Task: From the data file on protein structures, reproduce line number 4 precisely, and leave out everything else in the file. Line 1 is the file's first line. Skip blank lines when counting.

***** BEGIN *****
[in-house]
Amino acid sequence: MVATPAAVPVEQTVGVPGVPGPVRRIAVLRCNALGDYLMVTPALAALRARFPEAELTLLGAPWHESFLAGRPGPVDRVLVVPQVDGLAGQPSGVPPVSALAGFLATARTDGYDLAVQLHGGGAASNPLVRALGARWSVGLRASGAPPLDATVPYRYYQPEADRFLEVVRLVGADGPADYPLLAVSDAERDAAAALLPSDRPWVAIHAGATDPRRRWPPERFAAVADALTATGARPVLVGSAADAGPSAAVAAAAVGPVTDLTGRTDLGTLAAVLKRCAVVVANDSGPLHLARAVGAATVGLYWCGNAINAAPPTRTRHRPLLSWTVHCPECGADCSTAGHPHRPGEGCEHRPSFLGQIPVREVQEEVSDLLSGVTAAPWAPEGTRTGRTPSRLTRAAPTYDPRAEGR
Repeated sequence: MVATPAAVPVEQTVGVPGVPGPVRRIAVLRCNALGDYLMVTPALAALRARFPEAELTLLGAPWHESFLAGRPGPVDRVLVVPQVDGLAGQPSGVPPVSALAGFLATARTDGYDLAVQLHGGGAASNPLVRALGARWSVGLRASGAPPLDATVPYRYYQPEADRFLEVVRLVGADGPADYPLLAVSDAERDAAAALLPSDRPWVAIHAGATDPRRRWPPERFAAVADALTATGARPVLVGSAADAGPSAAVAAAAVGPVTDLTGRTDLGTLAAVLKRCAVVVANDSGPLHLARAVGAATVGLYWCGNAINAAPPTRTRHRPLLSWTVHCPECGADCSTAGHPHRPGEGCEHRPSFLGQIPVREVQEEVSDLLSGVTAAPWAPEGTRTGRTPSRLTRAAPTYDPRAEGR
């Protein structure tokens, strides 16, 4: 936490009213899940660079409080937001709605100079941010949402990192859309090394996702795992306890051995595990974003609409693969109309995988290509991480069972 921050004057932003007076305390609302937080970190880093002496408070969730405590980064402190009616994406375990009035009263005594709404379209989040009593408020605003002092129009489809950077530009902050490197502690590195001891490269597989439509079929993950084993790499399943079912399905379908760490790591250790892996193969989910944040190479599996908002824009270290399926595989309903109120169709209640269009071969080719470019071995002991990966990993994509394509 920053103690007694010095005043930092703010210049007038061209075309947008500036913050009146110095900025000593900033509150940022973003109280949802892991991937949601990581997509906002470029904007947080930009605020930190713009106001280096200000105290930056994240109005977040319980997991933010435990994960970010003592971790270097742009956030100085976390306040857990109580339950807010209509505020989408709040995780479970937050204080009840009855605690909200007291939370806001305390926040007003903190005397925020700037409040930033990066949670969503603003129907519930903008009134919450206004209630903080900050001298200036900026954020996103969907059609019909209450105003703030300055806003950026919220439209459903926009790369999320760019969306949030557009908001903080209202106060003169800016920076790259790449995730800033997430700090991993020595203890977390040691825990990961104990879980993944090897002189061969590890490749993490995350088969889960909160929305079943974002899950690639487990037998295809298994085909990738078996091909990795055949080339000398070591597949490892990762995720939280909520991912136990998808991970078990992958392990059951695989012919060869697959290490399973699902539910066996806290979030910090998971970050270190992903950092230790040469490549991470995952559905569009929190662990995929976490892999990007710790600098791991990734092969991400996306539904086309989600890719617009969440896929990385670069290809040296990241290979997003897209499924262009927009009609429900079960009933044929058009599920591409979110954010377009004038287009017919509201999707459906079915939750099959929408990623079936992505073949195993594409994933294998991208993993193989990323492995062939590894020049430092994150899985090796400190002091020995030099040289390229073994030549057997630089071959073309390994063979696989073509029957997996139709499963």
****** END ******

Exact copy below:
């Protein structure tokens, strides 16, 4: 936490009213899940660079409080937001709605100079941010949402990192859309090394996702795992306890051995595990974003609409693969109309995988290509991480069972 921050004057932003007076305390609302937080970190880093002496408070969730405590980064402190009616994406375990009035009263005594709404379209989040009593408020605003002092129009489809950077530009902050490197502690590195001891490269597989439509079929993950084993790499399943079912399905379908760490790591250790892996193969989910944040190479599996908002824009270290399926595989309903109120169709209640269009071969080719470019071995002991990966990993994509394509 920053103690007694010095005043930092703010210049007038061209075309947008500036913050009146110095900025000593900033509150940022973003109280949802892991991937949601990581997509906002470029904007947080930009605020930190713009106001280096200000105290930056994240109005977040319980997991933010435990994960970010003592971790270097742009956030100085976390306040857990109580339950807010209509505020989408709040995780479970937050204080009840009855605690909200007291939370806001305390926040007003903190005397925020700037409040930033990066949670969503603003129907519930903008009134919450206004209630903080900050001298200036900026954020996103969907059609019909209450105003703030300055806003950026919220439209459903926009790369999320760019969306949030557009908001903080209202106060003169800016920076790259790449995730800033997430700090991993020595203890977390040691825990990961104990879980993944090897002189061969590890490749993490995350088969889960909160929305079943974002899950690639487990037998295809298994085909990738078996091909990795055949080339000398070591597949490892990762995720939280909520991912136990998808991970078990992958392990059951695989012919060869697959290490399973699902539910066996806290979030910090998971970050270190992903950092230790040469490549991470995952559905569009929190662990995929976490892999990007710790600098791991990734092969991400996306539904086309989600890719617009969440896929990385670069290809040296990241290979997003897209499924262009927009009609429900079960009933044929058009599920591409979110954010377009004038287009017919509201999707459906079915939750099959929408990623079936992505073949195993594409994933294998991208993993193989990323492995062939590894020049430092994150899985090796400190002091020995030099040289390229073994030549057997630089071959073309390994063979696989073509029957997996139709499963």